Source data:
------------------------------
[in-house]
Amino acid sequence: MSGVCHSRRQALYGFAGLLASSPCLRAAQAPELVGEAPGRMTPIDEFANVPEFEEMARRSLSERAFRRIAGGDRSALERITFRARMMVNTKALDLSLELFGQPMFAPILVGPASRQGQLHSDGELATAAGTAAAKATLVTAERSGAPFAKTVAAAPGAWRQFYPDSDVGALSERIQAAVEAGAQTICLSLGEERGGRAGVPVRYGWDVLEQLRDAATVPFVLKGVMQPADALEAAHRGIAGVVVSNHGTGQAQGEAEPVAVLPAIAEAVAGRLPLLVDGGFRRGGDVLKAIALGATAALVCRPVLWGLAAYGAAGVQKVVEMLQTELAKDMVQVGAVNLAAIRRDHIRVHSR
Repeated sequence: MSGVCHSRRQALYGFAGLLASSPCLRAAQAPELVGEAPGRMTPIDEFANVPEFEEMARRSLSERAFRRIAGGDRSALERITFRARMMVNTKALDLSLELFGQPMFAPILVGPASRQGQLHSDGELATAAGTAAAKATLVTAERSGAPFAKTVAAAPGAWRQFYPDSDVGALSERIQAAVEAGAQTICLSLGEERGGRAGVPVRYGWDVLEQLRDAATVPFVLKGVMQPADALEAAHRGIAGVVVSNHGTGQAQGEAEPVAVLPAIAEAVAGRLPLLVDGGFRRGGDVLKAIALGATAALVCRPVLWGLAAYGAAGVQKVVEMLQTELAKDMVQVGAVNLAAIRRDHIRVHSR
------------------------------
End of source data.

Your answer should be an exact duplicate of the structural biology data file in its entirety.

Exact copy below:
[in-house]
Amino acid sequence: MSGVCHSRRQALYGFAGLLASSPCLRAAQAPELVGEAPGRMTPIDEFANVPEFEEMARRSLSERAFRRIAGGDRSALERITFRARMMVNTKALDLSLELFGQPMFAPILVGPASRQGQLHSDGELATAAGTAAAKATLVTAERSGAPFAKTVAAAPGAWRQFYPDSDVGALSERIQAAVEAGAQTICLSLGEERGGRAGVPVRYGWDVLEQLRDAATVPFVLKGVMQPADALEAAHRGIAGVVVSNHGTGQAQGEAEPVAVLPAIAEAVAGRLPLLVDGGFRRGGDVLKAIALGATAALVCRPVLWGLAAYGAAGVQKVVEMLQTELAKDMVQVGAVNLAAIRRDHIRVHSR
Repeated sequence: MSGVCHSRRQALYGFAGLLASSPCLRAAQAPELVGEAPGRMTPIDEFANVPEFEEMARRSLSERAFRRIAGGDRSALERITFRARMMVNTKALDLSLELFGQPMFAPILVGPASRQGQLHSDGELATAAGTAAAKATLVTAERSGAPFAKTVAAAPGAWRQFYPDSDVGALSERIQAAVEAGAQTICLSLGEERGGRAGVPVRYGWDVLEQLRDAATVPFVLKGVMQPADALEAAHRGIAGVVVSNHGTGQAQGEAEPVAVLPAIAEAVAGRLPLLVDGGFRRGGDVLKAIALGATAALVCRPVLWGLAAYGAAGVQKVVEMLQTELAKDMVQVGAVNLAAIRRDHIRVHSR